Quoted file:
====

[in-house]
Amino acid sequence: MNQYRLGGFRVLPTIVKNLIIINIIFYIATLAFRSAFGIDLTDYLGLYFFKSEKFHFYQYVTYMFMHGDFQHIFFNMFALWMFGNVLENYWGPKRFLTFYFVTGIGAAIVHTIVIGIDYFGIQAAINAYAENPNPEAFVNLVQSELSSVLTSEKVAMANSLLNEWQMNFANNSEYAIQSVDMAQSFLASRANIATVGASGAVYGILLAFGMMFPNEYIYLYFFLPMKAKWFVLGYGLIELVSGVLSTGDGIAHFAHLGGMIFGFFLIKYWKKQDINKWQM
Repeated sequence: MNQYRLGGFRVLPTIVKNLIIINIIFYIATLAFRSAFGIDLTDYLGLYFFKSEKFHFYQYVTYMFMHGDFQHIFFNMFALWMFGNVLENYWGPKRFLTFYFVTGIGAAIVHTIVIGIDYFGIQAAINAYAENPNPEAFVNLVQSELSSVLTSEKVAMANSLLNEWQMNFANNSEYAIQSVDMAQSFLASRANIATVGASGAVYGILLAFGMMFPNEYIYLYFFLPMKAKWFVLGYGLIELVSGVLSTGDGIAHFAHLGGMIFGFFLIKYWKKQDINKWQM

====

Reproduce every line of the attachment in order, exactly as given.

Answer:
[in-house]
Amino acid sequence: MNQYRLGGFRVLPTIVKNLIIINIIFYIATLAFRSAFGIDLTDYLGLYFFKSEKFHFYQYVTYMFMHGDFQHIFFNMFALWMFGNVLENYWGPKRFLTFYFVTGIGAAIVHTIVIGIDYFGIQAAINAYAENPNPEAFVNLVQSELSSVLTSEKVAMANSLLNEWQMNFANNSEYAIQSVDMAQSFLASRANIATVGASGAVYGILLAFGMMFPNEYIYLYFFLPMKAKWFVLGYGLIELVSGVLSTGDGIAHFAHLGGMIFGFFLIKYWKKQDINKWQM
Repeated sequence: MNQYRLGGFRVLPTIVKNLIIINIIFYIATLAFRSAFGIDLTDYLGLYFFKSEKFHFYQYVTYMFMHGDFQHIFFNMFALWMFGNVLENYWGPKRFLTFYFVTGIGAAIVHTIVIGIDYFGIQAAINAYAENPNPEAFVNLVQSELSSVLTSEKVAMANSLLNEWQMNFANNSEYAIQSVDMAQSFLASRANIATVGASGAVYGILLAFGMMFPNEYIYLYFFLPMKAKWFVLGYGLIELVSGVLSTGDGIAHFAHLGGMIFGFFLIKYWKKQDINKWQM